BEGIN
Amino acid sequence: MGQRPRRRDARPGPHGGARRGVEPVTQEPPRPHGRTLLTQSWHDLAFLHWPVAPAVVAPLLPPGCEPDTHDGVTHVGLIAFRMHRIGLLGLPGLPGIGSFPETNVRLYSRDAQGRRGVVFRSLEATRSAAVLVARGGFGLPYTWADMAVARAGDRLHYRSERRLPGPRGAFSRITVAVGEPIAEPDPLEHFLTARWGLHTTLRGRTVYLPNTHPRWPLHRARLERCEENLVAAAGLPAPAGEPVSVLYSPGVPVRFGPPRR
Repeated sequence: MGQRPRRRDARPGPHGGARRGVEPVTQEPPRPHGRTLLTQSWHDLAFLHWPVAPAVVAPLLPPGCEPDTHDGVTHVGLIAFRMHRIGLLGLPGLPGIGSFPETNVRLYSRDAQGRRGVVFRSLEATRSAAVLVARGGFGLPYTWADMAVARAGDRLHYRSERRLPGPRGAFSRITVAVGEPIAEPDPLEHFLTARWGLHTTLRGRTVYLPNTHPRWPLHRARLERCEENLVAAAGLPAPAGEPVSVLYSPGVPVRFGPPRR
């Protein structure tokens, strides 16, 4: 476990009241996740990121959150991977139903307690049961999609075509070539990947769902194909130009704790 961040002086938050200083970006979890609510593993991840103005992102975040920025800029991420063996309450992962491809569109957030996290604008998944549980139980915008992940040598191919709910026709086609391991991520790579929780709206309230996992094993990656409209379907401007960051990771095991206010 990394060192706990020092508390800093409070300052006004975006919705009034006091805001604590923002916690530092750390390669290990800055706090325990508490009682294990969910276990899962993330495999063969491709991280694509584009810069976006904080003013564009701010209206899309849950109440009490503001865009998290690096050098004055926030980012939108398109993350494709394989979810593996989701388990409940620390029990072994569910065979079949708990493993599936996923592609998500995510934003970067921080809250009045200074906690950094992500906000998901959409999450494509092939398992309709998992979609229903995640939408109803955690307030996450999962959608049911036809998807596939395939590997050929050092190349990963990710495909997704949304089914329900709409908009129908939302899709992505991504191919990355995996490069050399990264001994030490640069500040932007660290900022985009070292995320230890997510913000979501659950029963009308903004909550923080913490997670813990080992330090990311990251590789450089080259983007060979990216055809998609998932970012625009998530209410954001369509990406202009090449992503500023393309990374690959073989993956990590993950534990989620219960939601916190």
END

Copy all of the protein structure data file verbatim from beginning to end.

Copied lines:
Amino acid sequence: MGQRPRRRDARPGPHGGARRGVEPVTQEPPRPHGRTLLTQSWHDLAFLHWPVAPAVVAPLLPPGCEPDTHDGVTHVGLIAFRMHRIGLLGLPGLPGIGSFPETNVRLYSRDAQGRRGVVFRSLEATRSAAVLVARGGFGLPYTWADMAVARAGDRLHYRSERRLPGPRGAFSRITVAVGEPIAEPDPLEHFLTARWGLHTTLRGRTVYLPNTHPRWPLHRARLERCEENLVAAAGLPAPAGEPVSVLYSPGVPVRFGPPRR
Repeated sequence: MGQRPRRRDARPGPHGGARRGVEPVTQEPPRPHGRTLLTQSWHDLAFLHWPVAPAVVAPLLPPGCEPDTHDGVTHVGLIAFRMHRIGLLGLPGLPGIGSFPETNVRLYSRDAQGRRGVVFRSLEATRSAAVLVARGGFGLPYTWADMAVARAGDRLHYRSERRLPGPRGAFSRITVAVGEPIAEPDPLEHFLTARWGLHTTLRGRTVYLPNTHPRWPLHRARLERCEENLVAAAGLPAPAGEPVSVLYSPGVPVRFGPPRR
């Protein structure tokens, strides 16, 4: 476990009241996740990121959150991977139903307690049961999609075509070539990947769902194909130009704790 961040002086938050200083970006979890609510593993991840103005992102975040920025800029991420063996309450992962491809569109957030996290604008998944549980139980915008992940040598191919709910026709086609391991991520790579929780709206309230996992094993990656409209379907401007960051990771095991206010 990394060192706990020092508390800093409070300052006004975006919705009034006091805001604590923002916690530092750390390669290990800055706090325990508490009682294990969910276990899962993330495999063969491709991280694509584009810069976006904080003013564009701010209206899309849950109440009490503001865009998290690096050098004055926030980012939108398109993350494709394989979810593996989701388990409940620390029990072994569910065979079949708990493993599936996923592609998500995510934003970067921080809250009045200074906690950094992500906000998901959409999450494509092939398992309709998992979609229903995640939408109803955690307030996450999962959608049911036809998807596939395939590997050929050092190349990963990710495909997704949304089914329900709409908009129908939302899709992505991504191919990355995996490069050399990264001994030490640069500040932007660290900022985009070292995320230890997510913000979501659950029963009308903004909550923080913490997670813990080992330090990311990251590789450089080259983007060979990216055809998609998932970012625009998530209410954001369509990406202009090449992503500023393309990374690959073989993956990590993950534990989620219960939601916190």